Sunday, October 4, 2009

The free lunch

You know it has to be the oldest line ever. "You can't get something for nothing". And yet in spite of this sage advice the human spirit still can't resist the mirage of getting something for free. Whether it’s a marketing gimmick or a 419 scam the appeal for the free lunch pulls us as relentlessly as gravity. We fall for it every time. I was reminded of this human failing by two recent events. The first was a stampede at the City Hall in Jakarta. The Governor was having an open house to celebrate the end of Ramadan. Visitors were to receive a free gift of food and a small amount of cash. Although he probably meant well the governor chose to have this open house in spite of a similar gathering causing a stampede in Surabaya a year ago that resulted in the deaths of 21 people. Leaders should know better - why engage in such risky behaviour? The other little event was a potato giveaway in Canada that caused massive traffic jam and 8 km queues. The spectacle of affluent people lining up (in their SUVs) for free potatoes beggars belief.
The frenzy for the free lunch is not a new phenomenon by any means. I can recall back in my college/bartending days some bright light manager had the idea of giving away free chilli con queso (it was a Mexican theme cafe and bar) and tortilla chips during happy hour. Once word reached the street we were deluged with clients of the worst possible description jostling over who was first in line at 5:00 when the con queso pans hit the floor. They were lining up outside the building for their free snack and most became indignant when I mentioned that they really needed to order a drink if they wanted to stay there. I had a similar experience with an all-you-can-eat spaghetti night at another establishment. Within a few weeks of the promotion the largest, hungriest people imaginable converged on our little cafe like ravenous piranhas. It was almost like they were trying to outdo each other in their gluttonous frenzy. After a few more weeks we finally had to cancel the promotion as it was simply too painful to watch grown men (and women) eat 4 large plates of spaghetti every Thursday evening.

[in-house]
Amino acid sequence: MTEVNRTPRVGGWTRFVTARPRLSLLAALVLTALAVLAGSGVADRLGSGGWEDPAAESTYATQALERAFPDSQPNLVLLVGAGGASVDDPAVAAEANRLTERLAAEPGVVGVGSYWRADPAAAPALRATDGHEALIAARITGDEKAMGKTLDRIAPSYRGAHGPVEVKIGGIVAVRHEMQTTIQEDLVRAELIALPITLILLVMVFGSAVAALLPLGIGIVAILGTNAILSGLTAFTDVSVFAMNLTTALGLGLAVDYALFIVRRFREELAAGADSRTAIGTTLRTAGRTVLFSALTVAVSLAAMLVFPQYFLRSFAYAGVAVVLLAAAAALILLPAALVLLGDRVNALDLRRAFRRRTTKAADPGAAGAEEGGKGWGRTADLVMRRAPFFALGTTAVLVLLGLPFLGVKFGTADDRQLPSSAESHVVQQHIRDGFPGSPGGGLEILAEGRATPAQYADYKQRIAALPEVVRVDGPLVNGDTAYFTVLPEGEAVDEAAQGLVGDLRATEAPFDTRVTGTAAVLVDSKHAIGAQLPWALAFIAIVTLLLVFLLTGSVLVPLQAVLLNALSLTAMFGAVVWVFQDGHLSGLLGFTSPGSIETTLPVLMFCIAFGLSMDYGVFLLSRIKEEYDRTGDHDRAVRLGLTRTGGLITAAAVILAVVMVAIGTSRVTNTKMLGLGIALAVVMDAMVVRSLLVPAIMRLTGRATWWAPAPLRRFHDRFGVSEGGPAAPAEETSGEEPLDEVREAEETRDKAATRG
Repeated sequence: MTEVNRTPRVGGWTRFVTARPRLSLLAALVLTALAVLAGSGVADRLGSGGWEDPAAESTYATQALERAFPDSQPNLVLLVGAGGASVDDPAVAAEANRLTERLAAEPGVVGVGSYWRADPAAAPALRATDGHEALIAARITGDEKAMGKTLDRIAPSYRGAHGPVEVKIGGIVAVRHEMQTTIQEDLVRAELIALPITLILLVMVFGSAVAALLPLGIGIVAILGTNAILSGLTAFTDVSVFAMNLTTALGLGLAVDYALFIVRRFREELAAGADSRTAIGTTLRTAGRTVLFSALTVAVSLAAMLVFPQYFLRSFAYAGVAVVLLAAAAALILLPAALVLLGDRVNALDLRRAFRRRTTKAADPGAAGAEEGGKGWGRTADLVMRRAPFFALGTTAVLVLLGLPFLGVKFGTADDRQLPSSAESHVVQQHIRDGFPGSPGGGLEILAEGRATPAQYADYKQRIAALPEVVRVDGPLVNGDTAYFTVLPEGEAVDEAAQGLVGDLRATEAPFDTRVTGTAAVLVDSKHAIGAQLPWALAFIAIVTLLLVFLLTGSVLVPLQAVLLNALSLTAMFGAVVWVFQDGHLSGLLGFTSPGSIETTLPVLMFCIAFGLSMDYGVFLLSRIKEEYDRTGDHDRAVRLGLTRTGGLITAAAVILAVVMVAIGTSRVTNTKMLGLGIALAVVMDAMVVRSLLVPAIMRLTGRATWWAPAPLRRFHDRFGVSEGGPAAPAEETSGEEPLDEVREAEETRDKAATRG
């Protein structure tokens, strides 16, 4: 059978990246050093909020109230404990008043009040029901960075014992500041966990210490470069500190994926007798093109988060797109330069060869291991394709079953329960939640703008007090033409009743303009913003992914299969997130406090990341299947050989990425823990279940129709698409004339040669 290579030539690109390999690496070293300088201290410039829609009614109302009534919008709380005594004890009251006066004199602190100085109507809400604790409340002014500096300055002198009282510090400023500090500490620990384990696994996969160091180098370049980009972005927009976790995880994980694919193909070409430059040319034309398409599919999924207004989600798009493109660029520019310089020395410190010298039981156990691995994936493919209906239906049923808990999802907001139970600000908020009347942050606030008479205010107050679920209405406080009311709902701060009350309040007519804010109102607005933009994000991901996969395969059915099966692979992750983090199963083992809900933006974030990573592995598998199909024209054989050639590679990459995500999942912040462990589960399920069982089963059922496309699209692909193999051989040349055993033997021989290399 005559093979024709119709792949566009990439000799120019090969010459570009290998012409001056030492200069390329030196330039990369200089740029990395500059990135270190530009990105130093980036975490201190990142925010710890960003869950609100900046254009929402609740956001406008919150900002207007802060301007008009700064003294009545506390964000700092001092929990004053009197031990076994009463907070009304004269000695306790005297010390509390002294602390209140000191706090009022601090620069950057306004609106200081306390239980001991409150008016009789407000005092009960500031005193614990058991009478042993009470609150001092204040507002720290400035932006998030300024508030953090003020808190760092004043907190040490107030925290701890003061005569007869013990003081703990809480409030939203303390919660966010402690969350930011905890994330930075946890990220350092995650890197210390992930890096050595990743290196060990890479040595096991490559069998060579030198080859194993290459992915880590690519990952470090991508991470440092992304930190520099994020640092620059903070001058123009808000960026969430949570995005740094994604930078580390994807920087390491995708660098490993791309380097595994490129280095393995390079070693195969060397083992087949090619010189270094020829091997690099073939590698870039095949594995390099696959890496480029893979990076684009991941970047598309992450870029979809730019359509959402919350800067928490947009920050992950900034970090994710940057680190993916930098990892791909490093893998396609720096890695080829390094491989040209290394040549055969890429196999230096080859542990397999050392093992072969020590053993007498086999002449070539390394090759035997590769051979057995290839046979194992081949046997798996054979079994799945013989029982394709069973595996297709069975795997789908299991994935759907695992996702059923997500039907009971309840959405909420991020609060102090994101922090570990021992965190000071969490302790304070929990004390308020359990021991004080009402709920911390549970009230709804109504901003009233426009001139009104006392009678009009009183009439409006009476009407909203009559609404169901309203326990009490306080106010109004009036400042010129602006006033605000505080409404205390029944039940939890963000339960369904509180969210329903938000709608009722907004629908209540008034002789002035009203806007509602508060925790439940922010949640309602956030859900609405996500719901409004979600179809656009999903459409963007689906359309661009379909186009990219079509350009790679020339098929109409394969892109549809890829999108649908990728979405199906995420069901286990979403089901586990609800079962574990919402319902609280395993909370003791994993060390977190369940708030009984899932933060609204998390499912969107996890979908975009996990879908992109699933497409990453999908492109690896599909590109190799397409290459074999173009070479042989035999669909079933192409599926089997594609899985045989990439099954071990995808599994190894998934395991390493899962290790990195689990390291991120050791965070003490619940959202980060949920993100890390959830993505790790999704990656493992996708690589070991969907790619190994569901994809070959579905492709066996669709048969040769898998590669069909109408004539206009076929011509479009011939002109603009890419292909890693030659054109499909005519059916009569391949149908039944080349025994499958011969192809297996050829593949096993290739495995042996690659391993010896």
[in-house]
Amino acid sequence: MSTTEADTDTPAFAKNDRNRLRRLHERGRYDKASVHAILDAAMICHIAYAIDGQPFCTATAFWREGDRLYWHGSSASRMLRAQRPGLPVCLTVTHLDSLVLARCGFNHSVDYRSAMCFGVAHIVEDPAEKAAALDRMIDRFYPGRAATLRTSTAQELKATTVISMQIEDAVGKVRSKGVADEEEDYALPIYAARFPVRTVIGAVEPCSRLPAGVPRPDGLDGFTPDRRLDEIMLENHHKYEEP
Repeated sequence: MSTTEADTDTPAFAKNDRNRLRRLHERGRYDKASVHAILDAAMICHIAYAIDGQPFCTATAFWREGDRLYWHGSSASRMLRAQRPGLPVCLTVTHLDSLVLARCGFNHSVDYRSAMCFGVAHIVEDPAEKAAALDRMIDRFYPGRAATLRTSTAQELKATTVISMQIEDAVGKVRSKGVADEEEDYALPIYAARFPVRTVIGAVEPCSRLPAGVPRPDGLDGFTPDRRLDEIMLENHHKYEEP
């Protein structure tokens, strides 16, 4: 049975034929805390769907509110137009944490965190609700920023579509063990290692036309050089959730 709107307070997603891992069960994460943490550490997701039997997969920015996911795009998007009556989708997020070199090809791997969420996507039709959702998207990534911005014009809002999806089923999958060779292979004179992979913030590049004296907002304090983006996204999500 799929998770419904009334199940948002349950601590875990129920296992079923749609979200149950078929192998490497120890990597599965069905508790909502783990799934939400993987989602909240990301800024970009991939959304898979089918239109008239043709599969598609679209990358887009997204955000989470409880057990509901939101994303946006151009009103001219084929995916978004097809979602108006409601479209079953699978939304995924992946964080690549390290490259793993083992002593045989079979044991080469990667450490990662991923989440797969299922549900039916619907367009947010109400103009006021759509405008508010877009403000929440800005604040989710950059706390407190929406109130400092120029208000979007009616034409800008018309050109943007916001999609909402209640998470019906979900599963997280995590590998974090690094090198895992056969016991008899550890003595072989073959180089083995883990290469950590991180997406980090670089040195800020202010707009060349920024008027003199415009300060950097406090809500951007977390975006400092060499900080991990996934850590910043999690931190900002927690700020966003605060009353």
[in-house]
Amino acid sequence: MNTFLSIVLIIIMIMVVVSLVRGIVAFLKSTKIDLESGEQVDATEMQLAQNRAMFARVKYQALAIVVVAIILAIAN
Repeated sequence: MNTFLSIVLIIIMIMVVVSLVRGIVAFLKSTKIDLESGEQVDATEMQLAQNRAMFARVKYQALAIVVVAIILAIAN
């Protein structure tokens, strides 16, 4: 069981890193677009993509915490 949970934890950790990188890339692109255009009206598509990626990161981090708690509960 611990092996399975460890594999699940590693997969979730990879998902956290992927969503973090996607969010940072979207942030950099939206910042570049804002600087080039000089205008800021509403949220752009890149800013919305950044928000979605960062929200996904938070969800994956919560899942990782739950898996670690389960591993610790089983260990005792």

Now in no way am I discouraging charity, charitable acts, or charitable people. These people should be commended. Charitable action though, should be done carefully or even anonymously. It seems to do no good to the giver or the receiver when the act of giving results in pandemonium. Likewise any political message given though free potatoes is lost in the circus that followed. Overt displays of largesse do tend to bring out the worst in people. In spite of all our philosophies, moralizing, laws and ethics we are still quite literally willing to walk over our neighbour for a free lunch.


H. Nizam said...

Hi Pj,
I thought that only people in Indonesia who would be extremely eager to get free things.

pj said...

Hi Harry

I think its something in our genes. I suppose thats why we should avoid putting ourselves in these kinds of situations.

Thanks for dropping by.

Jakartass said...

Some say that consumerism merely aping the west.

Those who have little want enough. Those who have enough want more, if only to flaunt it.

And those who give it away to demonstrate that they have it tp give it away are the worst of the lot.

pj said...

Hi J
"And those who give it away to demonstrate that they have it tp give it away are the worst of the lot."

Couldn't agree more.